Categorized | Cohen_Joel_H., Lighter Side

‘Just Kidding:’ Trump puts the ‘Ch’ back in ‘Chanukah’

By Joel H. Cohen

Joel H. Cohen

NEW YORK — Anyone hearing strange, guttural sounds emanating from the White House, Trump Tower in New York or Mar-a-lago in Florida need not be concerned.

There’s a logical explanation (sort of).

It starts with President Trump’s recent – pardon the expression – crusade to get storekeepers and just about everyone else, to say “Merry Christmas” instead of what he has characterized as such “disgusting politically correct” substitutes as Season’s Greetings or Happy Holiday.

Trump contended that political correctness had interfered with religious beliefs and was standing in the way of celebrating the holiday appropriately. But, now, thanks to him, he claimed, the original, intended greeting was back.

And then, in a dramatic display of multicultural, ecumenical sensitivity — at the urging of daughter Ivanka and son-in-law Jared — he launched a campaign to “put the Ch back in Chanukah.”

“I’m great at foreign words,” he tweeted. “Nobody is better at Jewish or Hebrew or whatever. Nobody. Crooked Hillary didn’t even try.”

Problem is, he pronounces the Ch, not the way that the last two letters of composer Bach’s name are correctly pronounced, but more like the Ch in “cha-cha.” Often, the way he says it, the holiday’s name comes out as Cha-NOO -kah.

Other words have also fallen victim. Challah, (the traditional braided Shabbos bread) became, in his pronunciation, “kallah” (the word for “bride”). Chutzpah (gall or meve) sounded like “shootzpa,” “chrain” (horseradish) was is own chrain-wreck, and L’chaim (“to life”) became something akin to Omar Khayam’s brother (“Lee Khayam”).

While they appreciated the president’s efforts at Hebraic speech, his daughter and son-in-law were frustrated with his alien pronunciation.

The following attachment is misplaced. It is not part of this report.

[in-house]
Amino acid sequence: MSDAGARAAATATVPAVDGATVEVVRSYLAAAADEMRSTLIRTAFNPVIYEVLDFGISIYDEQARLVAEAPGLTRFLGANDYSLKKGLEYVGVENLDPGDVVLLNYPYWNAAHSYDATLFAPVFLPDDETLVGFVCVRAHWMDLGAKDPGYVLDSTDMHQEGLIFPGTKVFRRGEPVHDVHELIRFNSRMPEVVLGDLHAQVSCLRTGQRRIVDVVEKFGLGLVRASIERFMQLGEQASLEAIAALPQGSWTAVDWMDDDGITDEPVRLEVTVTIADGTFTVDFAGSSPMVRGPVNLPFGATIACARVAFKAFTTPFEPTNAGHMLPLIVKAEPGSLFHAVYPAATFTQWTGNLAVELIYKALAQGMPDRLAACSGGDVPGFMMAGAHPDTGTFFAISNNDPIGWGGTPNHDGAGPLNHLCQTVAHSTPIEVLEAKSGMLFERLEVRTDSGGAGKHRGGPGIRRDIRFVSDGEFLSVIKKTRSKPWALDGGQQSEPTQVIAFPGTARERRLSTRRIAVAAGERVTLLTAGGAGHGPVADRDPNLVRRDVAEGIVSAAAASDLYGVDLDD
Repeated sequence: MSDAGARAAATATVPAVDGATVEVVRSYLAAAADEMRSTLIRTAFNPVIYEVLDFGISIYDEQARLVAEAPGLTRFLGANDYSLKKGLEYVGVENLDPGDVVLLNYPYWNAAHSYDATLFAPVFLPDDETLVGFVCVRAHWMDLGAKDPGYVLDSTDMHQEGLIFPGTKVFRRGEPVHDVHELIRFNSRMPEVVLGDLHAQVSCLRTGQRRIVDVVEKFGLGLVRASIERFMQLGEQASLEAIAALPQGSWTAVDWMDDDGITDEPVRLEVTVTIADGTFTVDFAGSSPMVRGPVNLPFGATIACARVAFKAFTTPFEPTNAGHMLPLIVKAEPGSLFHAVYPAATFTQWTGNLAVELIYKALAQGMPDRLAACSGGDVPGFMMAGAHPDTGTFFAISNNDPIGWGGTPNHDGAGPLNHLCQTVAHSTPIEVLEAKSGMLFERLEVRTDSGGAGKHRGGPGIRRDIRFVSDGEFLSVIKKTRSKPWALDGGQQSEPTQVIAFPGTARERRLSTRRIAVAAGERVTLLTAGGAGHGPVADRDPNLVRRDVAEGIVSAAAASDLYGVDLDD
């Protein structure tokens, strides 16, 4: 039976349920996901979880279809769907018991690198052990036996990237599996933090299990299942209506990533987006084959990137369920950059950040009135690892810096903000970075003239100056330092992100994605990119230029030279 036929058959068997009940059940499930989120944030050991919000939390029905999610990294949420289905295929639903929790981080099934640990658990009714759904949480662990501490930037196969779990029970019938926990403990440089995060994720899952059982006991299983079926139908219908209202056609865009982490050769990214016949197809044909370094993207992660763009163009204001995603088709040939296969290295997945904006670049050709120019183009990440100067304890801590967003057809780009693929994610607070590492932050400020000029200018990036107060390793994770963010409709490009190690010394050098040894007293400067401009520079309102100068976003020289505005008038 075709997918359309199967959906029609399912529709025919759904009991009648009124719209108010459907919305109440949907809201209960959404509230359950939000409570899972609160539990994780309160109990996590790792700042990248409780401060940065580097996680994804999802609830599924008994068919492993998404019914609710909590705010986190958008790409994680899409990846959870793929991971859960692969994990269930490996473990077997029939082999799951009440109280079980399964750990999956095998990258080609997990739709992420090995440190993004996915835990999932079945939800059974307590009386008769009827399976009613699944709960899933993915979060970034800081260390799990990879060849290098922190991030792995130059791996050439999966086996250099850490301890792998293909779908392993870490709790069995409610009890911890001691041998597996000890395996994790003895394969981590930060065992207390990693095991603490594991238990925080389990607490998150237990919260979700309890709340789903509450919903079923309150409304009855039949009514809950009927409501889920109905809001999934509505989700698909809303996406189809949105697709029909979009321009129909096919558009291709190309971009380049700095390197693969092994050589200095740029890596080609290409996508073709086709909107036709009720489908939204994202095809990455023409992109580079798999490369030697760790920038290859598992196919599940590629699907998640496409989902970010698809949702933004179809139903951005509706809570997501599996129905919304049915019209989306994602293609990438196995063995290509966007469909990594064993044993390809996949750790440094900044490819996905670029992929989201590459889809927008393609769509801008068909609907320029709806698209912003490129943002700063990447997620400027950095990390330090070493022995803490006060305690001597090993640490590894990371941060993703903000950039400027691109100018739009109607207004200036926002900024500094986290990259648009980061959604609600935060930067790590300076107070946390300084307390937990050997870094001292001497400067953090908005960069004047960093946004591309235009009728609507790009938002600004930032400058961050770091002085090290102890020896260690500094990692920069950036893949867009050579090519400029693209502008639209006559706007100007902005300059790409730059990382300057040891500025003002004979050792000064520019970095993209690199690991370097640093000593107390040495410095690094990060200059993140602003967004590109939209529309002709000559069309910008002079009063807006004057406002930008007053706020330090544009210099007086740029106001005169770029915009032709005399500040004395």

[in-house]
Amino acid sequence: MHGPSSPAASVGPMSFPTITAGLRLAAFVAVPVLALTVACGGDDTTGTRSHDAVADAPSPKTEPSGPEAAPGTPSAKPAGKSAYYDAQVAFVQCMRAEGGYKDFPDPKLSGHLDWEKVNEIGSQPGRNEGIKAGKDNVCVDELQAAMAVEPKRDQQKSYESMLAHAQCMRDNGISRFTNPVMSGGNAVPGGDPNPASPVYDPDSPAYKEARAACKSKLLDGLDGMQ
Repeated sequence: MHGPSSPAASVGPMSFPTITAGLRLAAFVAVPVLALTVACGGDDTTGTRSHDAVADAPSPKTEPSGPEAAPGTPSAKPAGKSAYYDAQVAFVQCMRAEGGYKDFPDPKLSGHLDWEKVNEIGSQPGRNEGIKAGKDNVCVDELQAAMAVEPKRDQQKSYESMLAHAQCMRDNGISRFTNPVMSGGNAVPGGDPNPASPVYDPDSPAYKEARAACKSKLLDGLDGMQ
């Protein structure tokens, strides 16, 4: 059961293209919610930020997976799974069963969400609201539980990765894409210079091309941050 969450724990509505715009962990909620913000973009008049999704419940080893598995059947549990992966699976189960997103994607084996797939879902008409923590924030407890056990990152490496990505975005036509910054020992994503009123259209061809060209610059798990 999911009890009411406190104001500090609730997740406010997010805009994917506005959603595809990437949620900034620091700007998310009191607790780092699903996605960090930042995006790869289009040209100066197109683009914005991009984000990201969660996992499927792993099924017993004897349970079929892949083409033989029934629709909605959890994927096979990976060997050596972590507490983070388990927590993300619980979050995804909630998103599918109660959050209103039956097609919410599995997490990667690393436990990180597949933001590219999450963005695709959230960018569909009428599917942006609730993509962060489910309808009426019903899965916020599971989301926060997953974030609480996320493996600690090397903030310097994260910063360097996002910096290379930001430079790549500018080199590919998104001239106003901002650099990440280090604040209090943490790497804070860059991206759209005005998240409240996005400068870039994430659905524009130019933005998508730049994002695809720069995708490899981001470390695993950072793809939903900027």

They’d say the “ch,” and he’d repeat it correctly, but when he used it at the beginning of a Hebrew word, he’d revert to the “cha-cha” pronunciation.

As a last resort, they hired a specialist in pronunciation of foreign words. After leading the president through various speech drills, with mainly negative results, the expert moved to an extreme exercise.

To get the proper “Ch” pronunciation, the president was asked to pretend to gargle and make the sound a person gargling does before expectorating. When he first heard about it, Trump described the exercise as “absolutely disgusting,” But he reluctantly agreed to try it, in the interest of mastering the “ch” sound and thus making good on his stated goal.

“You never heard this sound when Obama was in the White House,” he tweeted.

So very true.

And thus assured, still gurgling, President Trump could return to restoring the Ch to Chanukah.

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San Diego Jewish World reminds readers who are new to this column that it is all in fun, and nothing above should be taken seriously.  Satirist Joel H. Cohen is a freelance writer based in New York.

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